Hopes rise for new North-East engineering college

ARTIST'S VIEW: An impression of the new Hitachi Rail Europe plant, in Newton Aycliffe

ARTIST'S VIEW: An impression of the new Hitachi Rail Europe plant, in Newton Aycliffe

First published in Business News
Last updated

HOPES are rising that the Government is about to give the go ahead for a new engineering centre of excellence in the North-East.

Ministers are expected to announce in the coming days if plans to build the region’s first university technical college (UTC) have been approved.

The college would be based on Newton Aycliffe Business Park, in County Durham, training up to 600 people a year.

Bosses hope to open the college in 2016 and help to plug a forecast skills gap of 8,500 posts.

Original proposals for an Aycliffe UTC were turned down in January when the Department for Education (DfE) favoured bids from London, Peterborough, Lincolnshire and Lancashire.

It is believed DfE ministers were not convinced the initial Aycliffe bid was ready. A beefed-up bid was submitted in May.

The plans are supported by the University of Sunderland, train builder Hitachi Rail Europe and car parts maker Gestamp Tallent, with significant backing from Transport Secretary Patrick McLoughlin, Transport Minister Stephen Hammond and Sedgefield MP Phil Wilson.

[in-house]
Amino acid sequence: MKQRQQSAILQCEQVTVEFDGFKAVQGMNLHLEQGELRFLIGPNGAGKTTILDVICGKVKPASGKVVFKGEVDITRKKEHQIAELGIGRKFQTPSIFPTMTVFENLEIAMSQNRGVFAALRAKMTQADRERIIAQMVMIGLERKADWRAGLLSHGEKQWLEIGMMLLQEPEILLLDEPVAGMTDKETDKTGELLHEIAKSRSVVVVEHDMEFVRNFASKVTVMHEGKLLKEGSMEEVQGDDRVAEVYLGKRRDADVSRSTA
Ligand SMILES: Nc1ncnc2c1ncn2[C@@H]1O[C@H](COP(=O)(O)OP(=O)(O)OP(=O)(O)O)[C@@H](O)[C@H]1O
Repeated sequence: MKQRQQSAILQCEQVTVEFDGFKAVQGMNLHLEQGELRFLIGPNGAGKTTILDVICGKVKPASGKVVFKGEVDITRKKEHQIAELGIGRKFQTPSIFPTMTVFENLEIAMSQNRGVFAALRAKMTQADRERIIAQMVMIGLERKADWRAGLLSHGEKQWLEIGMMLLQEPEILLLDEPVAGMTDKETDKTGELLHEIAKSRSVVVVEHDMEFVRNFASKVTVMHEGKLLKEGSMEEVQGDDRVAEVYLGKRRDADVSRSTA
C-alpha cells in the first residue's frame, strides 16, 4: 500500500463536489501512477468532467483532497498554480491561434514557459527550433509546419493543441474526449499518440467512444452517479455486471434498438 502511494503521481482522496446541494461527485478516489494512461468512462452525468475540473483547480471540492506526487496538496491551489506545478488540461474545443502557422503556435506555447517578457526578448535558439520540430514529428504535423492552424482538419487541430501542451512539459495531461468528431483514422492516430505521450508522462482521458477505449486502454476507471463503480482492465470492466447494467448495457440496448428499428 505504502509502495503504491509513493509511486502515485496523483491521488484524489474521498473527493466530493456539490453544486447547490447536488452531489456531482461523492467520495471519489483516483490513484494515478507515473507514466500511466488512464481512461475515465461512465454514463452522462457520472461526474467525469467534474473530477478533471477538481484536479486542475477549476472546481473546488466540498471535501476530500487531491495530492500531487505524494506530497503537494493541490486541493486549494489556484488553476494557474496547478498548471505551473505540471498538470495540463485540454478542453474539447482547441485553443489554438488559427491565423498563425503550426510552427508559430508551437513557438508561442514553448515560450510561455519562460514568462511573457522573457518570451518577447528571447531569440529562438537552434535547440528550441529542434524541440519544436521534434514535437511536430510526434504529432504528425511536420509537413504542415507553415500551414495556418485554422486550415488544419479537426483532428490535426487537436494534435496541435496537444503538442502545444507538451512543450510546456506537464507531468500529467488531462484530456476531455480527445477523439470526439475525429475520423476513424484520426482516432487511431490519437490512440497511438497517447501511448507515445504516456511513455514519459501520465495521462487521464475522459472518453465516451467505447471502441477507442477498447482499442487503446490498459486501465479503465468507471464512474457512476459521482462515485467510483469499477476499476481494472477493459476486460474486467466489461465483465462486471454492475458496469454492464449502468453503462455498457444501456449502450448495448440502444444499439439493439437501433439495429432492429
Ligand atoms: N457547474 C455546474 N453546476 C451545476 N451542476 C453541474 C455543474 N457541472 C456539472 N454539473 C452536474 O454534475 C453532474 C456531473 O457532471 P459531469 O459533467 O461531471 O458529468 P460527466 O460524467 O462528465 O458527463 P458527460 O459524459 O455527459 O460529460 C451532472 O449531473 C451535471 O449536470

Hitachi will start building trains in Aycliffe in 2016 and wants skilled workers for its 730-job plant, with chassis manufacturer Gestamp planning to create 320 posts.

The most likely site for the college will be on land adjacent to Hitachi’s factory at Merchant Park.

On Monday, the Government’s Growth Fund deals included backing for new roads and services to be installed on Merchant Park to provide the essential infrastructure that will attract more investment to the site. The UTC is one such investment that bosses at Merchant Place Developments - the owners of the site - regard as key to helping create a site than could eventually employ more than 2,000 people.

UTCs are modelled on the technical schools established in the 1940s, providing extended work placements and core GCSE subjects to improve skills.

In March last year, the Government approved 13 new UTCs, nine of them in the South, and the coalition Government has backed 45 in total, though the Aycliffe centre would be the first in this region.

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